Saturday, September 1, 2012

My Favorite Math iPad Apps

MATHBOARD
This app is great for integer practice.  I have the free version which is only adding and it's ok for me so far because adding/subtracting integers is where they need the most practice.  I've used it with kids and they really enjoy it.  

I only had one iPad so I used it as an activity during study hall for times when I needed to give a kid something to do.  I set it up with a timer and the goal was to get as many right during that time as possible.  To start it out I played and then the kids' goal was to try to beat my score or see who could get the closest.  If you are in a class with a set of iPads it would be a great thing to do as a do now every now and then or to fill some extra time when needed.  It's quick and gives the kids instant feedback which they respond really well to.

 GEOBOARD
This one is fairly self explanatory, it's a geoboard.  There are two pegboards in the app, one that is 5x5 and one that is 15x10.  There are 8 different colored rubber bands and you can choose to color in the shapes once you draw them.  I feel like there's a little more you could do with this than you could with an actual geoboard which is cool.

 SKETCH EXPLORER
This is an interesting one that would be great as either a projection or on student iPads.  It lets you open files that were created with Geometer's Sketchpad.  It isn't the actual program though so you can't create sketches.  If you go on Sketch Exchange though there are tons of things available for download that would be great to use as an investigation type activity. 

COMMON CORE STANDARDS
This app is where I go to look at the new standards.  It has math & language arts and presents them in a easy to read way and lets you just look at the parts that you want to see.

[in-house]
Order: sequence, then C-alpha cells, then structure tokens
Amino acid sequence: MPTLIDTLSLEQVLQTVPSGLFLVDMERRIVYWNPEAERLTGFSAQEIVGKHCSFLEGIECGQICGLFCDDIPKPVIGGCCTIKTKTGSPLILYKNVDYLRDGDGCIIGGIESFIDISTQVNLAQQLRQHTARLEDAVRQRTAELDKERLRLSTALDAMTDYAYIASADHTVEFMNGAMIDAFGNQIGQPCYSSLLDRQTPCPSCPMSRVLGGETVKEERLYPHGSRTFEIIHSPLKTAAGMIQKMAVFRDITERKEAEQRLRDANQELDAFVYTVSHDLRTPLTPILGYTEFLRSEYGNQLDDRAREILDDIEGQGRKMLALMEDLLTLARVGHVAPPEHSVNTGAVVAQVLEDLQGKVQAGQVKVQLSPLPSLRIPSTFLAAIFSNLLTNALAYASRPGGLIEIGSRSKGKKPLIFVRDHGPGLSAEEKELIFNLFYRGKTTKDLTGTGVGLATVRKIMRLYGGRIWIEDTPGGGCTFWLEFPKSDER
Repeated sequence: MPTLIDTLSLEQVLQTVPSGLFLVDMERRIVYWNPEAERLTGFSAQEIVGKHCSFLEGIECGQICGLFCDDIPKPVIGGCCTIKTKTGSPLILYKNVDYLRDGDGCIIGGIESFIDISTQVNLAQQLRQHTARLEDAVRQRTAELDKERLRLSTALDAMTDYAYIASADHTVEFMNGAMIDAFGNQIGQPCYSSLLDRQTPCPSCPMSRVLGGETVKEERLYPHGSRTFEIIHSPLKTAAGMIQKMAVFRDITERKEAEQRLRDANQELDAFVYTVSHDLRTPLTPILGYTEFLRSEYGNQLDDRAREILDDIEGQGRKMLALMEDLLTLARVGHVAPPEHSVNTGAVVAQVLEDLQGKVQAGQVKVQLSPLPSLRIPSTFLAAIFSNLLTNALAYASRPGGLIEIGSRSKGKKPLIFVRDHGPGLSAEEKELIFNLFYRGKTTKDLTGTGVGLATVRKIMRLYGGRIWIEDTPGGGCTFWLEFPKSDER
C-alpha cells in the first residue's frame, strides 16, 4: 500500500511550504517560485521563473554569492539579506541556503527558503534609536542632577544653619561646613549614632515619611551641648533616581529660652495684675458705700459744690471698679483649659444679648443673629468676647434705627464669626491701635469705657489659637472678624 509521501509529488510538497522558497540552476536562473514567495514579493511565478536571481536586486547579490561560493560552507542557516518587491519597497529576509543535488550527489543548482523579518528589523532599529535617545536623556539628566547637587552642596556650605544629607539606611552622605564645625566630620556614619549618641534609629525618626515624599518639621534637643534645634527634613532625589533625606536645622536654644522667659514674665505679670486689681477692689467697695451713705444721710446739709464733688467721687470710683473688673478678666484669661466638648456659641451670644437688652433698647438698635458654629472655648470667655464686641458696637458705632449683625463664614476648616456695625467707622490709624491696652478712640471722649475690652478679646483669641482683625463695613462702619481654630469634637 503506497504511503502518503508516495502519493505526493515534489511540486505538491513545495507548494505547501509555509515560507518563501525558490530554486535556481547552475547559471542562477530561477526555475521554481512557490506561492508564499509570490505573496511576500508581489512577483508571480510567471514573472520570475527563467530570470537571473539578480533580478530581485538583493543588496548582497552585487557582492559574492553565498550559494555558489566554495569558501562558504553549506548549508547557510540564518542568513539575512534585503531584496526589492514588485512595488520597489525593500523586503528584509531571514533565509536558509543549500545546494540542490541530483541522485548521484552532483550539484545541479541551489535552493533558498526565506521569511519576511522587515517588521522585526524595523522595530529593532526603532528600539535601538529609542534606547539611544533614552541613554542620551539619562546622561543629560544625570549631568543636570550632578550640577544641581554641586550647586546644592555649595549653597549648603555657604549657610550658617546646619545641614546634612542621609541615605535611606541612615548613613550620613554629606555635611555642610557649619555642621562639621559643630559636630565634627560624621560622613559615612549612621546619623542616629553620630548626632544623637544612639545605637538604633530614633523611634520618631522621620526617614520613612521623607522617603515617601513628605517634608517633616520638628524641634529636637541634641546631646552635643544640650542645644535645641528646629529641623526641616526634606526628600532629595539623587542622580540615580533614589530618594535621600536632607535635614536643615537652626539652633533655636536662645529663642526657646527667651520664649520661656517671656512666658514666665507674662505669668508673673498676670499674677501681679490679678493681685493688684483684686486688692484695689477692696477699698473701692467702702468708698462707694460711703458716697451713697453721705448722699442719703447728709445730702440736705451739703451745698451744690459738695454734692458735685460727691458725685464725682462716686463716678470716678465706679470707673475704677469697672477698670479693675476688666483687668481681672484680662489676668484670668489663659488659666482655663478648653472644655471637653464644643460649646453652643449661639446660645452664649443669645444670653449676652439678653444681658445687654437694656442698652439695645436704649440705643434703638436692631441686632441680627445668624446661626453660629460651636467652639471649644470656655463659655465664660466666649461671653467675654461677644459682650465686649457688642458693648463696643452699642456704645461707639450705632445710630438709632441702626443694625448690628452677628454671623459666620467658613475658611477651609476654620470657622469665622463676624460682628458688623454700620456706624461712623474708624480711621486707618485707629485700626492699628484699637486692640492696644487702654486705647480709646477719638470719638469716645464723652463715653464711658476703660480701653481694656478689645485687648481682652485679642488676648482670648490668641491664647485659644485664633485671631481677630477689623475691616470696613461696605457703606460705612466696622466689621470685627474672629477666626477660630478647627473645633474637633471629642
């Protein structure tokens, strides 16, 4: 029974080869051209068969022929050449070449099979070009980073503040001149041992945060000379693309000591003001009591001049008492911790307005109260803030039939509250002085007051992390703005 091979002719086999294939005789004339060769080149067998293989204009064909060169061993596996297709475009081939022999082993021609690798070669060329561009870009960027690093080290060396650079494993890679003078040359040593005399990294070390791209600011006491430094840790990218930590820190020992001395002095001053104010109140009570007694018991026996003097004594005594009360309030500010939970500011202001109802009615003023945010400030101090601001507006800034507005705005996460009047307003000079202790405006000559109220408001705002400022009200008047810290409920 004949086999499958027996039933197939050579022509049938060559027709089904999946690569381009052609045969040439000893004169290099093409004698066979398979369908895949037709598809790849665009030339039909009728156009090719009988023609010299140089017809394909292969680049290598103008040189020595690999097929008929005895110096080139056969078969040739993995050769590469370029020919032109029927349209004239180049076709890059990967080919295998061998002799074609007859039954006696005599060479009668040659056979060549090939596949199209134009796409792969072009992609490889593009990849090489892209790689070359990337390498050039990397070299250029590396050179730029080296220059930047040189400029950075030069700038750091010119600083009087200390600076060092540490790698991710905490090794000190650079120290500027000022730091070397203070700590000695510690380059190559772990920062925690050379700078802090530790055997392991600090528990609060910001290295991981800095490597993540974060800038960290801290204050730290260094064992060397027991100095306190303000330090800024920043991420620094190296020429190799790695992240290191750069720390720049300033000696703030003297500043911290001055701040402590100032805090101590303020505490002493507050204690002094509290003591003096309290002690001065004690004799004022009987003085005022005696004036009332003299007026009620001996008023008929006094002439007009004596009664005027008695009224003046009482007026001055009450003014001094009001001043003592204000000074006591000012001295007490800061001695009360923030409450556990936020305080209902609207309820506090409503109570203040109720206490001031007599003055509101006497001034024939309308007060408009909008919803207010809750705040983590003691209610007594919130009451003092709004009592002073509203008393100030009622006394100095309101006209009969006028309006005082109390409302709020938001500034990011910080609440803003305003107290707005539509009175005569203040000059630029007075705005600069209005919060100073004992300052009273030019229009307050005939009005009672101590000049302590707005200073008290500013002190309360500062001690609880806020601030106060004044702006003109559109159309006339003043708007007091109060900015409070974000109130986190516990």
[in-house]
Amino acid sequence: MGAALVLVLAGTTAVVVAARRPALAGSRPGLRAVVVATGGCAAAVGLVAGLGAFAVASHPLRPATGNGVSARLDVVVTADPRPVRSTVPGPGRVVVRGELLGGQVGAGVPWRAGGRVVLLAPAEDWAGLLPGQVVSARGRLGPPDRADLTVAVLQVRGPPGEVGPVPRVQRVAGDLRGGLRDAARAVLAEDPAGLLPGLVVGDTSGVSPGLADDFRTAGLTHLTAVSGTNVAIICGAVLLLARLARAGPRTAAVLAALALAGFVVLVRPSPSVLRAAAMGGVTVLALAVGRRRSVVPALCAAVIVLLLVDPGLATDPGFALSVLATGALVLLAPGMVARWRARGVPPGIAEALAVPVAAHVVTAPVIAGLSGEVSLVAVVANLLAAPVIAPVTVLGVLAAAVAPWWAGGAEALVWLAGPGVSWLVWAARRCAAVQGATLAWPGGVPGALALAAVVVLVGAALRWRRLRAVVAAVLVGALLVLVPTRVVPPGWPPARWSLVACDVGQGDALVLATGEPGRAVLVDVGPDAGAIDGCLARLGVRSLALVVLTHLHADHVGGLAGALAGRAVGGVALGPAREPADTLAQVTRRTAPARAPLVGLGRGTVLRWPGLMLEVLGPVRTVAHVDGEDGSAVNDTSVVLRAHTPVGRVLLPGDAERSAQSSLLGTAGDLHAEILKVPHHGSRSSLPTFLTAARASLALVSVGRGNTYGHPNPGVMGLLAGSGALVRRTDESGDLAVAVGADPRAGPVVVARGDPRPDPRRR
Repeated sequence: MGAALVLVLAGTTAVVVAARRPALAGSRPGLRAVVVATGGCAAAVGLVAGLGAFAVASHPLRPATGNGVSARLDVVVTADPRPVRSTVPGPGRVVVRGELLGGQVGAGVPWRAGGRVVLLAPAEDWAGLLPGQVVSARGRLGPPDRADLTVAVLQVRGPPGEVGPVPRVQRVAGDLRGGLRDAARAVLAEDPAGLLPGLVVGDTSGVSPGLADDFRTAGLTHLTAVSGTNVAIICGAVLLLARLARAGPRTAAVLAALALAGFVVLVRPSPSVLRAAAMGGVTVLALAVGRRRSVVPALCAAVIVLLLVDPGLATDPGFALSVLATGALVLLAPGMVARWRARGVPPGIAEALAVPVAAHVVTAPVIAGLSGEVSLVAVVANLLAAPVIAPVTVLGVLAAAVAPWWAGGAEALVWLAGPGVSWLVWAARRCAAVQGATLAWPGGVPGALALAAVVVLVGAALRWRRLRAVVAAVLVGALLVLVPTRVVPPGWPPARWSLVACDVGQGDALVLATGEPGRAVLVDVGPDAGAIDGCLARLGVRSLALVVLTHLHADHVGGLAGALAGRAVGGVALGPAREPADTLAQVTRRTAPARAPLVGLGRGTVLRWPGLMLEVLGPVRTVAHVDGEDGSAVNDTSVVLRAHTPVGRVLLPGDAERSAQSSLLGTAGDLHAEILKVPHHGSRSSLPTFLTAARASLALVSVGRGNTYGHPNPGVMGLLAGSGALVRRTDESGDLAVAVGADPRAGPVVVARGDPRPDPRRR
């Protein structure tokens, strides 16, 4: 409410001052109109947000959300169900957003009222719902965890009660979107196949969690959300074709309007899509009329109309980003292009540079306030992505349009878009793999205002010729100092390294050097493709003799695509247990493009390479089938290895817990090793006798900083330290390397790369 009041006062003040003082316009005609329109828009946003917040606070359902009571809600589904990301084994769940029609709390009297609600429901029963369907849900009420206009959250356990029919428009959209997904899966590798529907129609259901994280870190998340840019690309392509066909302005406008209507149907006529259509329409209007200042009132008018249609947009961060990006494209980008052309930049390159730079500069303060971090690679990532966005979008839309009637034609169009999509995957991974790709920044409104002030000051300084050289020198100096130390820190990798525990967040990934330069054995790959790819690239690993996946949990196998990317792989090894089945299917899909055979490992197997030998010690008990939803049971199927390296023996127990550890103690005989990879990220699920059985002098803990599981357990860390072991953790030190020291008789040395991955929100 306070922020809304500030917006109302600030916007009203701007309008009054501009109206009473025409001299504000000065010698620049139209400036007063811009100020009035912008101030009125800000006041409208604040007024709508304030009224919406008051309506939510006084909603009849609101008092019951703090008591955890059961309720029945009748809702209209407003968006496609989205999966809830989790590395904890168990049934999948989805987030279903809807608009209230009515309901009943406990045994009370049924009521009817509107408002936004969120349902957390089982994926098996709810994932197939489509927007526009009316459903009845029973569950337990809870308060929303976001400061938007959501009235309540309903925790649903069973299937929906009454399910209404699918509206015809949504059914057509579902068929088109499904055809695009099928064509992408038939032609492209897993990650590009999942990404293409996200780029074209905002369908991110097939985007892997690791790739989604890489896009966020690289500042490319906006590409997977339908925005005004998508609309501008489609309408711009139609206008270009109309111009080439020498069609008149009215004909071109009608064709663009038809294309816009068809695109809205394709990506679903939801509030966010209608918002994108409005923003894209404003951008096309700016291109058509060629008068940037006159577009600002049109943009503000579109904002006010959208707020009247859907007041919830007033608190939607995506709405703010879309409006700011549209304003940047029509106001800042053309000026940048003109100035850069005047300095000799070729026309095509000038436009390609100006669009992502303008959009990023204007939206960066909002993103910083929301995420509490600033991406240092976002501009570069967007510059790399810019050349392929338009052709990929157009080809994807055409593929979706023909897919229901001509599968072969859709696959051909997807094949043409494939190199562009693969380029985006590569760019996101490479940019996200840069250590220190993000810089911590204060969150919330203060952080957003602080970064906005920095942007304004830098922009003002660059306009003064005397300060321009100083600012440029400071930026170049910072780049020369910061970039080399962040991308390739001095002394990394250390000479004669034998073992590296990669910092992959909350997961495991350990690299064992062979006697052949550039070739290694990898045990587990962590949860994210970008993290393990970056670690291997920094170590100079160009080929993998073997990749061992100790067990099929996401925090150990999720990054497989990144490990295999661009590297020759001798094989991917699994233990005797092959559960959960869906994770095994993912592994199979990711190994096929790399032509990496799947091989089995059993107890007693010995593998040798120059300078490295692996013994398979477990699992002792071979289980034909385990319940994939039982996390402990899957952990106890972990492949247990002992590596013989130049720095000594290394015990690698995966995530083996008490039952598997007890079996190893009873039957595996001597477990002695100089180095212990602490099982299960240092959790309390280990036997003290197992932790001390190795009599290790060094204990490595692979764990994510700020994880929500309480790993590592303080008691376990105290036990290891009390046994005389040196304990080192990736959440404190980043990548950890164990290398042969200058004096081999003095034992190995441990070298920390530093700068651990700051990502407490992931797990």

QUICK GRAPH

This one is like a graphing calculator in that it graphs functions, but it does each one in a different color which I like.  It makes it easy to tell which is which.  There is also an option to graph in 2D or 3D coordinate planes.


These next apps are all games.  My disclaimer with game apps is that I'm very picky in choosing ones to actually use.  There are tons of apps that claim to be math games.  I'm not crazy about the types that have you answer a math question and then play if you get it right.  I look for games that actually involve math in the game play.  
Last year I only had one iPad in my classroom so it was difficult to have kids play games really because it was only one at a time and I didn't want fighting.  The way that I ended up doing it was during the study hall period that they had.  I would choose a "Game of the Day" and post it on the board and then they would sign up to play when they came in.  Each kid got to play a level or until they lost and we kept track of the high scores on the board.  They enjoyed playing to try to beat each other scores.  An added bonus was that they came into the period early so that they could sign up to play and they behaved because I would erase their name if they didn't.

If you had a class set of iPads then you clearly have more options or even if you have a couple you could set up stations and have one of them be a "game station" or something like that.

PICK-A-PATH